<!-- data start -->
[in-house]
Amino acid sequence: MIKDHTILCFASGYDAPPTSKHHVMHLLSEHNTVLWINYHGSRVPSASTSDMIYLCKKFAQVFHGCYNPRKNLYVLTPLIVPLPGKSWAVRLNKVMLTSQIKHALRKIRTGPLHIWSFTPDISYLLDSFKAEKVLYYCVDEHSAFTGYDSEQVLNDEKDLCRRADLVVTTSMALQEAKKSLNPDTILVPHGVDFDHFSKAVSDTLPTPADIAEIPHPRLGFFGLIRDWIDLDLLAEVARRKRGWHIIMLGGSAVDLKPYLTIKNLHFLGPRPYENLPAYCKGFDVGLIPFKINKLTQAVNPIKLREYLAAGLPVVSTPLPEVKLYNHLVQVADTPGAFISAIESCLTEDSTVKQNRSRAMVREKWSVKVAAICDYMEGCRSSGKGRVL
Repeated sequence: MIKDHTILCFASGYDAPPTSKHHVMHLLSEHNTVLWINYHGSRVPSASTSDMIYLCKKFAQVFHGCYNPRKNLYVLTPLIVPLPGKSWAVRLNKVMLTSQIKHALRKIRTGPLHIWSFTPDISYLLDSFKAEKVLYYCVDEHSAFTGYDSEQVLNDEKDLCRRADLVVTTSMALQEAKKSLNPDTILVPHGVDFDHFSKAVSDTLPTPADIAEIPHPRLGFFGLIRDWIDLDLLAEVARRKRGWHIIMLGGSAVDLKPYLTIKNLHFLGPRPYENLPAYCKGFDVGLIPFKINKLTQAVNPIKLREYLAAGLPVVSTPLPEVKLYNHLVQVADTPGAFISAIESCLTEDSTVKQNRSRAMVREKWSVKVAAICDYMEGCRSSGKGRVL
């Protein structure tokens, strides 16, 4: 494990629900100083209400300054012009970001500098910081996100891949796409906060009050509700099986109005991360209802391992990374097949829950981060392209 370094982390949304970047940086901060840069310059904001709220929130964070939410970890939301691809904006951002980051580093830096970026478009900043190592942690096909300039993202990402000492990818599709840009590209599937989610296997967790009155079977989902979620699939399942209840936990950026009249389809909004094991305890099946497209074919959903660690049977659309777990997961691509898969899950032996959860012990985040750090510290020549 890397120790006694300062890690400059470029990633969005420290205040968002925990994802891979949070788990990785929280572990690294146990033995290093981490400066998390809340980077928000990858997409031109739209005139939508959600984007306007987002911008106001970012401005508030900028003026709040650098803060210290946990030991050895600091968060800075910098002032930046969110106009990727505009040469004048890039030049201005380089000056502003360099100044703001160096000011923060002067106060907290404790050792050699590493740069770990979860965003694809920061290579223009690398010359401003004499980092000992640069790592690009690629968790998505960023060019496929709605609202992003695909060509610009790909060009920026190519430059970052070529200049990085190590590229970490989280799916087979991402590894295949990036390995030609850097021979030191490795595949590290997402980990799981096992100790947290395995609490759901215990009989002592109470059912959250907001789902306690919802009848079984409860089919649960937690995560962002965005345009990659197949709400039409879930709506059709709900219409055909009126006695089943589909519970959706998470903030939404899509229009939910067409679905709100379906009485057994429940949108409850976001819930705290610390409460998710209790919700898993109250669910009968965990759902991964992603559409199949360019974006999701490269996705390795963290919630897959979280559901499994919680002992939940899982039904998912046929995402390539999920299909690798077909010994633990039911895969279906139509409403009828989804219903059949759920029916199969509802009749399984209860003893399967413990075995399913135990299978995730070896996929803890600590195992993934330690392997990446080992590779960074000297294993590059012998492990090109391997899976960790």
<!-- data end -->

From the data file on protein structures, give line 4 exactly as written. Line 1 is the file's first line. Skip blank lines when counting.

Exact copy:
């Protein structure tokens, strides 16, 4: 494990629900100083209400300054012009970001500098910081996100891949796409906060009050509700099986109005991360209802391992990374097949829950981060392209 370094982390949304970047940086901060840069310059904001709220929130964070939410970890939301691809904006951002980051580093830096970026478009900043190592942690096909300039993202990402000492990818599709840009590209599937989610296997967790009155079977989902979620699939399942209840936990950026009249389809909004094991305890099946497209074919959903660690049977659309777990997961691509898969899950032996959860012990985040750090510290020549 890397120790006694300062890690400059470029990633969005420290205040968002925990994802891979949070788990990785929280572990690294146990033995290093981490400066998390809340980077928000990858997409031109739209005139939508959600984007306007987002911008106001970012401005508030900028003026709040650098803060210290946990030991050895600091968060800075910098002032930046969110106009990727505009040469004048890039030049201005380089000056502003360099100044703001160096000011923060002067106060907290404790050792050699590493740069770990979860965003694809920061290579223009690398010359401003004499980092000992640069790592690009690629968790998505960023060019496929709605609202992003695909060509610009790909060009920026190519430059970052070529200049990085190590590229970490989280799916087979991402590894295949990036390995030609850097021979030191490795595949590290997402980990799981096992100790947290395995609490759901215990009989002592109470059912959250907001789902306690919802009848079984409860089919649960937690995560962002965005345009990659197949709400039409879930709506059709709900219409055909009126006695089943589909519970959706998470903030939404899509229009939910067409679905709100379906009485057994429940949108409850976001819930705290610390409460998710209790919700898993109250669910009968965990759902991964992603559409199949360019974006999701490269996705390795963290919630897959979280559901499994919680002992939940899982039904998912046929995402390539999920299909690798077909010994633990039911895969279906139509409403009828989804219903059949759920029916199969509802009749399984209860003893399967413990075995399913135990299978995730070896996929803890600590195992993934330690392997990446080992590779960074000297294993590059012998492990090109391997899976960790």